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Council OKs ordinance to help bring grocery stores to food deserts

Good.

Supermarkets now can sell beer and wine next to schools and churches, an exemption to city regulations Houston City Council granted unanimously Wednesday, hoping to encourage grocers to locate in neighborhoods that lack access to fresh, healthy food.

These so-called “food deserts” are common in Houston, typically in poor areas such as Third Ward and Fifth Ward that also tend to have a high concentration of churches. Without the rule change, grocers – which industry experts say must offer beer and wine to be competitive – could not operate within 300 feet of churches and most private schools, or within 1,000 feet of public schools.

Councilman Stephen Costello, who helped lead efforts to pass the exemption and long has worked on the food desert issue, said an independent grocer has agreed to open a 20,000-square-foot store in south Houston, and said he has meetings scheduled soon with four large grocery chains.

“We’re talking to them about how the city can help them come into these under-served areas because, obviously, they’re taking a risk. There’s a reason they’re not there in the first place,” Costello said. “This item was one of the last variables we were trying to overcome. We’re figuring out ways to try to peel back the onion to get them to come into these areas.”

[...]

The language passed Wednesday defines a grocery store as covering at least 10,000 square feet of floor space, and excludes businesses that allow alcoholic drinks to be consumed on site and those that derive more than 25 percent of their gross receipts from booze sales.

Jane West, of the Super Neighborhood Alliance, said members of the civic club coalition were satisfied with the amended language. Still, West said the impact of the change may be limited.

“I hope it does, but I’m very skeptical it will actually provide the benefit it’s promised to provide,” she said. “To me, the risk is they’re just going to encourage more of the large convenience stores, the kind of stores they want to eliminate.”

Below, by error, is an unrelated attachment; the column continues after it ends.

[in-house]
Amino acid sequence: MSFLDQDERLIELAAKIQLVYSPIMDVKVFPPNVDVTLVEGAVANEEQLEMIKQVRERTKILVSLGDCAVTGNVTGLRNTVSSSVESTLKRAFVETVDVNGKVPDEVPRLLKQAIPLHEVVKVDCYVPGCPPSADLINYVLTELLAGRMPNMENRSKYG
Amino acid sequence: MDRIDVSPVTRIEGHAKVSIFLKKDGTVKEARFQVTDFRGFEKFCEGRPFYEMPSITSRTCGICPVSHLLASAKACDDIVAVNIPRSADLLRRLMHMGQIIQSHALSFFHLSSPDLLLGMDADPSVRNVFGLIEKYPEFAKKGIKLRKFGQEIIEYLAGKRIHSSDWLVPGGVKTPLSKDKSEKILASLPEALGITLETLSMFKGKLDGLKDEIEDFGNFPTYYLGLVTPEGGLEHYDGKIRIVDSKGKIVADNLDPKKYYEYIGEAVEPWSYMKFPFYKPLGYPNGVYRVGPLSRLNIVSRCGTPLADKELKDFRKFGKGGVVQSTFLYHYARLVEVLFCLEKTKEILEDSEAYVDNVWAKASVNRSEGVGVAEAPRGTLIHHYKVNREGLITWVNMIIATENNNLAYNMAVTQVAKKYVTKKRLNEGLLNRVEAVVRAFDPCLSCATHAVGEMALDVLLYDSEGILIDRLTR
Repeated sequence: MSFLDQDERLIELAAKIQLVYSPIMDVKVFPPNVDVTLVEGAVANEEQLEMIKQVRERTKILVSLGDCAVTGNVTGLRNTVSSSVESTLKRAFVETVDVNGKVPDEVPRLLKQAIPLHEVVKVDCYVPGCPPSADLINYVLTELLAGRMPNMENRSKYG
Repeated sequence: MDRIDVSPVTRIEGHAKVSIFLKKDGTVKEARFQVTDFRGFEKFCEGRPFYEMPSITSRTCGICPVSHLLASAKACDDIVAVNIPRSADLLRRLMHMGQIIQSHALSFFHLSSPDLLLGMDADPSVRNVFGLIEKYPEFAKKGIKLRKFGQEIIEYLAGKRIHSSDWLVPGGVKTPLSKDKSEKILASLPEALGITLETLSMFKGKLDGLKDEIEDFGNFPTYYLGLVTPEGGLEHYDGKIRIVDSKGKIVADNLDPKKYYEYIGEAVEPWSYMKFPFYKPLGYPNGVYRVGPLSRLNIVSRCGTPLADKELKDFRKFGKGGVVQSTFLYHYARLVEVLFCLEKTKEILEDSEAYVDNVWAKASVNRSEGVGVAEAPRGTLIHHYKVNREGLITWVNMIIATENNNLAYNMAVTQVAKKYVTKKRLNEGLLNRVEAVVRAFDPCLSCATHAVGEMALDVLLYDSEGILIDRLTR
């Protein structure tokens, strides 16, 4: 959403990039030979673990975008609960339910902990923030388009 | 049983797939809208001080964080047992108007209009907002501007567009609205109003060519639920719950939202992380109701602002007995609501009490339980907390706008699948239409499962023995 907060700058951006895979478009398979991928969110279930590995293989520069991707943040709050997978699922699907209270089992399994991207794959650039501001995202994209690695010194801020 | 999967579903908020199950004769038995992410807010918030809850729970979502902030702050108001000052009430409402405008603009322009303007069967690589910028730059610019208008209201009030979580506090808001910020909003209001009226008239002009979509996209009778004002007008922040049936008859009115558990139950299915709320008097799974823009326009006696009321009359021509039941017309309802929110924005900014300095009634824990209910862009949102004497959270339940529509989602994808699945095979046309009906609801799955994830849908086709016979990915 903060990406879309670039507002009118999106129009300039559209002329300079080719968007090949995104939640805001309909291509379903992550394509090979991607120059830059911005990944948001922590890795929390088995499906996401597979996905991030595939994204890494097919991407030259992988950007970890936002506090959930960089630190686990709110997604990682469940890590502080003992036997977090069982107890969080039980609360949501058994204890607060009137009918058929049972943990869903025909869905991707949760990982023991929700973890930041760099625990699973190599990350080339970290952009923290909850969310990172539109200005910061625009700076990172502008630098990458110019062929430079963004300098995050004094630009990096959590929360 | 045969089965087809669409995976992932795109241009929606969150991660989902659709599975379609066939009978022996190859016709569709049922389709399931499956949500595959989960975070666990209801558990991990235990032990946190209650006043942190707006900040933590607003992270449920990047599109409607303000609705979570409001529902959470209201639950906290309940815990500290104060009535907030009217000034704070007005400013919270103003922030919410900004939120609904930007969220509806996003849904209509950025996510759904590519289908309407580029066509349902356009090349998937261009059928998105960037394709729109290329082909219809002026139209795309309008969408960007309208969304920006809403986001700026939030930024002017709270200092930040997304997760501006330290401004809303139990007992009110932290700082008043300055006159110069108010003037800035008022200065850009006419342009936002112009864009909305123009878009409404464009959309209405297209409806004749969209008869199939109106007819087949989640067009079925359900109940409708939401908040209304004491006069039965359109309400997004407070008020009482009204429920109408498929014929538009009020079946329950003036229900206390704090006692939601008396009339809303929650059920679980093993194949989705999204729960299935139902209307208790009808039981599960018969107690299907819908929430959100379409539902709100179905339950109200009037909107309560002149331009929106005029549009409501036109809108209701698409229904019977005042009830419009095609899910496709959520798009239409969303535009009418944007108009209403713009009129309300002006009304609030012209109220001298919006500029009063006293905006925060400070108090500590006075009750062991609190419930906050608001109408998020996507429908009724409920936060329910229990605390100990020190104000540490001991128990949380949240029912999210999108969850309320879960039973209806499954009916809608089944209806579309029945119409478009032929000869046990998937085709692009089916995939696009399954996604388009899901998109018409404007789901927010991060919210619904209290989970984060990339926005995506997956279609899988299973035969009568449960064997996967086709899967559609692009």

As I said when this first came up, I didn’t understand the restriction on alcohol sales near churches. Be that as it may, this strikes me as a sensible approach, one that will still keep bars and liquor stores out of the affected areas. As to whether or not it will actually provide the promised benefit, the proof will be in whether or not any new grocery stores get built in places that had previously lacked them. CM Costello says one is in hand, and we’ll see when that announcement happens, and if any others follow it. Finally, for those of you that scoff at the whole notion of “food deserts” in the first place, just think of this as the city loosening some regulations in order to encourage new businesses. Does that make it feel better? Texpatriate has more.

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6 Comments

  1. Rich says:

    But must they sell the alcohol at all? Around here, anything which goes into the food desert area must request a special liquor license, even if they normally have it. (Walgreens, frex)

    But Walgreens is a bad choice for food, at .99/banana. So a downtown grocer was convinced to bring in a semi set up to do retail sales out of, and sell at what the closest grocery store charges for produce, not what the high-end stores charge. (Downtown he charges the higher prices.) The semi is there twice or 3 times a week.

    I’m just whinging – eliminating food deserts is good, even if alcohol is also there.

  2. Mainstream says:

    I have never been convinced there really are food deserts. I think there are safety and poverty and infrastructure deserts into which businesses are reluctant to invest, based on free market principles. I hope to be surprised, to learn after 10 years that residents near these new markets are healthier and eating more salads, but I have my doubts.

  3. Rich, as I understand it, it’s a matter of margins. Grocery stores have low margins, but beer and wine are high-margin items. Having them for sale makes grocery stores more viable.

    Mainstream, I think this ordinance was a good idea on its own merits. I too hope it has a positive benefit on people’s health, but I’d have supported the idea regardless.

  4. Ross says:

    This is a much better option than spending tax dollars to subsidize a grocery store.

  5. Bayard Rustin says:

    Incentives were used to bring Randall’s to Midtown. Now I understand it’s the chain’s busiest store. Maybe market forces aren’t always all knowing and all wise.

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